Nodding

Turn 13 Trump: [Jennifer nodding] Why are you saying yes? = =Were you acknowledging that you didn't' do well?

In turn 13, Jennifer nodded her head. Trump assumed her nodding as her agreement and hence he asked Jennifer why she said yes.

Head shaking

Turn 68. Jennifer: Ok. ..From the last task to now, I don't know what happened with her personality. Elizabeth was on the verge of a little breakdown.

Elizabeth: [Elizabeth shaking head] That's not true.

The above example clearly shows that Elizabeth' head shaking was in sync with her speech. She expressed her disagreement by both gesture and speech.

Frowning

Turn 60. Jennifer: For everything I tried to implement, she would get in the way, tried to undermine, and truly wreak-havoc.

Turn 61. Stacy: [Stacy frowning] This draws the line. I mean she is bringing me in for personal reasons. = =I am completely aware of that.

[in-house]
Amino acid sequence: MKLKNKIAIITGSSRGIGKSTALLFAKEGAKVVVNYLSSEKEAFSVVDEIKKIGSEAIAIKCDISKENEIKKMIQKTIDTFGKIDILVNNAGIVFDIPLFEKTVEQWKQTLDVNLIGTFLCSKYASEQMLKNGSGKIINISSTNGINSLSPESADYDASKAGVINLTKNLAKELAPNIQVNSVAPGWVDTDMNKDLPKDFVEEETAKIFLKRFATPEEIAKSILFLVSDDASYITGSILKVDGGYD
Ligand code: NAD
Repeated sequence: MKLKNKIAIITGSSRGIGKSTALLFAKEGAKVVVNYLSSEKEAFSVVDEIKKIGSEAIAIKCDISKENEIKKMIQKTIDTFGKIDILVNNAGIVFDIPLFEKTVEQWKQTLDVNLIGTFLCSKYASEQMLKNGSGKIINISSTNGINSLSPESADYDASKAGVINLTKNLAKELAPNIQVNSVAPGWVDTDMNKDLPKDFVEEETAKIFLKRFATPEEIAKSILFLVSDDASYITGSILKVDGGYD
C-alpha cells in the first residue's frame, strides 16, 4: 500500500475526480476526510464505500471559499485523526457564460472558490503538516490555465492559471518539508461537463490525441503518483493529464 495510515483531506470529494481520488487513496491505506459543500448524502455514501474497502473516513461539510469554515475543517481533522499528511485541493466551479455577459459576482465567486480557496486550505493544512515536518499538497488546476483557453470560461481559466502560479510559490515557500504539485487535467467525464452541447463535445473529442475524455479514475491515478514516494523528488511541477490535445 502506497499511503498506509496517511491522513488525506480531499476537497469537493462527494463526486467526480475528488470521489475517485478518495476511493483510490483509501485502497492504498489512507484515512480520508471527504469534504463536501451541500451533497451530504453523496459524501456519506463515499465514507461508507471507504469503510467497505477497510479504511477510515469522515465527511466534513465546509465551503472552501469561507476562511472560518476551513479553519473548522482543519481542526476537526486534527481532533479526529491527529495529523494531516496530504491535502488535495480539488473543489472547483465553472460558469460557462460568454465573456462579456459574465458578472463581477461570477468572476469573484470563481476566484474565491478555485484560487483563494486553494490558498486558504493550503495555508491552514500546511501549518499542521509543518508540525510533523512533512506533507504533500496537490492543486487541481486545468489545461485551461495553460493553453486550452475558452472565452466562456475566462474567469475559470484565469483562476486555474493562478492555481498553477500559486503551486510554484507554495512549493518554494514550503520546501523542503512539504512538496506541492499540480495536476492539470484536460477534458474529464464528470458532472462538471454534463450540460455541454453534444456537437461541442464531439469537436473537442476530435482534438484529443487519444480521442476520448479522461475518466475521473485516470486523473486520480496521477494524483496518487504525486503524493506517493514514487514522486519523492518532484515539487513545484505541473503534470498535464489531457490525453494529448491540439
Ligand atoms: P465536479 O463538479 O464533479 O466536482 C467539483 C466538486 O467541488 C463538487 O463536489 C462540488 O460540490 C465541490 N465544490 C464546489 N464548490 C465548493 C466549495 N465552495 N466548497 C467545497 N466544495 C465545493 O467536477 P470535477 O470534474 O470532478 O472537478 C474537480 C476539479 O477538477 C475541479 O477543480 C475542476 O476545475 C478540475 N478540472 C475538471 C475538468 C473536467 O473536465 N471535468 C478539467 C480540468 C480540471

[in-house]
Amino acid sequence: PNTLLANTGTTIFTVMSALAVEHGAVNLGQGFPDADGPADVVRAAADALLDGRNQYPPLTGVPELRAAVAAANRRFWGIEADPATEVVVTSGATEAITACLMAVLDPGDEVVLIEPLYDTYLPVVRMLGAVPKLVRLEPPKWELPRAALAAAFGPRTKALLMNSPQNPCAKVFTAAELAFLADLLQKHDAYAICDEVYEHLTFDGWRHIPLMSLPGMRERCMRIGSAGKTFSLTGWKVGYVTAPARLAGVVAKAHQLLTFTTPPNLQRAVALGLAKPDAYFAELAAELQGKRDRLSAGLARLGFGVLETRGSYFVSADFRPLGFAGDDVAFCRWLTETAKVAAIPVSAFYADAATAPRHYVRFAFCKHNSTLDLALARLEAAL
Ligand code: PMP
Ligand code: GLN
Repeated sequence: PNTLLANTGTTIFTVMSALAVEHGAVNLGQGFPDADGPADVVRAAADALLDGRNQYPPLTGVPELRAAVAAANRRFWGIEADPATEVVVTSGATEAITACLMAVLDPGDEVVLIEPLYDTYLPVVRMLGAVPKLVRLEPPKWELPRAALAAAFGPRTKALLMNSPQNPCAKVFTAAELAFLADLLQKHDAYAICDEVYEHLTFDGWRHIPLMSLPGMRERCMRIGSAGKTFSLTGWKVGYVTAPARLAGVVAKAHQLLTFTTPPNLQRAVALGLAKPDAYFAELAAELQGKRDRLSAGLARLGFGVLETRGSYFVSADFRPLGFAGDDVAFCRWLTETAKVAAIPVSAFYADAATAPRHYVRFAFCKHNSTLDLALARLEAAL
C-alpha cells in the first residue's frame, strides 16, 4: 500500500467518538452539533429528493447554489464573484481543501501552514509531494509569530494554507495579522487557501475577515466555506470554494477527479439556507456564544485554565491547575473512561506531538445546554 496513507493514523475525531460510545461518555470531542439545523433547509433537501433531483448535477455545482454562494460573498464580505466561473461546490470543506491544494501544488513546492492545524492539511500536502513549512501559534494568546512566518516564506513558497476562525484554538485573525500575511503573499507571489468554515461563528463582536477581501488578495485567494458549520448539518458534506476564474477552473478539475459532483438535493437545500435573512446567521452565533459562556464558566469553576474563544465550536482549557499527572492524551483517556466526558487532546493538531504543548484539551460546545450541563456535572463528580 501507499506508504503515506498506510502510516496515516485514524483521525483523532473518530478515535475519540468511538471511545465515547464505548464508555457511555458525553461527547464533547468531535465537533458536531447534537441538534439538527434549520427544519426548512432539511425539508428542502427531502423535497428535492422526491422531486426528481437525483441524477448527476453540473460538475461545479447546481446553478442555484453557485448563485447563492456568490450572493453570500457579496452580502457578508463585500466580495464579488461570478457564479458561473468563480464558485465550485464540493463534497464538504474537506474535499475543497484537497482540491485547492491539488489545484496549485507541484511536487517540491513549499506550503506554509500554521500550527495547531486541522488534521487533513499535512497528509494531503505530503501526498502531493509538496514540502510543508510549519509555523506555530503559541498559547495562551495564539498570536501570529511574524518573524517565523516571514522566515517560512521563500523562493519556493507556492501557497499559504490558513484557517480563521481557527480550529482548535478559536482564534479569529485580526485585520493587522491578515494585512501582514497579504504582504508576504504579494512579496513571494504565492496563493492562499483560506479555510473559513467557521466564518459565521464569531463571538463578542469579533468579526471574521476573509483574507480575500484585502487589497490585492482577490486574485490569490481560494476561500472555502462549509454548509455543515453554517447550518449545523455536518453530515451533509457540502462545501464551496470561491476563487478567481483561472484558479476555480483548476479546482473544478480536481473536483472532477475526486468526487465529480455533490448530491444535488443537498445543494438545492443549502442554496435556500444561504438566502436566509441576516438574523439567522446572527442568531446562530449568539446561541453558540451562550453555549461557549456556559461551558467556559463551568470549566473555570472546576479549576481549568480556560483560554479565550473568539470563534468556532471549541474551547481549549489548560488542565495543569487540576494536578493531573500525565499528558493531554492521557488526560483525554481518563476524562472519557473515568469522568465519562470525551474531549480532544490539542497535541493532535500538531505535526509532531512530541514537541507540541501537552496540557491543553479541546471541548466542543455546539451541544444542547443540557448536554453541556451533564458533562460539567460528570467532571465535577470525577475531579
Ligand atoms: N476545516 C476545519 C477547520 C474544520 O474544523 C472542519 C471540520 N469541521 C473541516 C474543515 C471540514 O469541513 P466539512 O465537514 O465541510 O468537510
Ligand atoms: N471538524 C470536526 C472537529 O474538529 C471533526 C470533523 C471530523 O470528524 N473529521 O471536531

Stay's frowning was associated to her disagreement to Jennifer's comment. Her frowning clearly expressed her attitude towards Jennifer. From the above examples, it is suggested that negative meanings were linked head shaking and frowning.

The above examples suggest that gesture and speech are co-expressive and complementary channels in the act of speaking. In conversations, participants produce some gestures that are intended to better convey their meaning or intentions.

Conclusion

This study has revealed that turn-taking theoretically contribute to an understanding of how language is constituted and used in real, practical settings that speakers routinely encounter in their community. On the other hand, gesture and speech are part of our human language system. They are co-expressive and complementary. While speech carries the major load of symbolic presentation, gesture provides the imagistic content. (1614 words)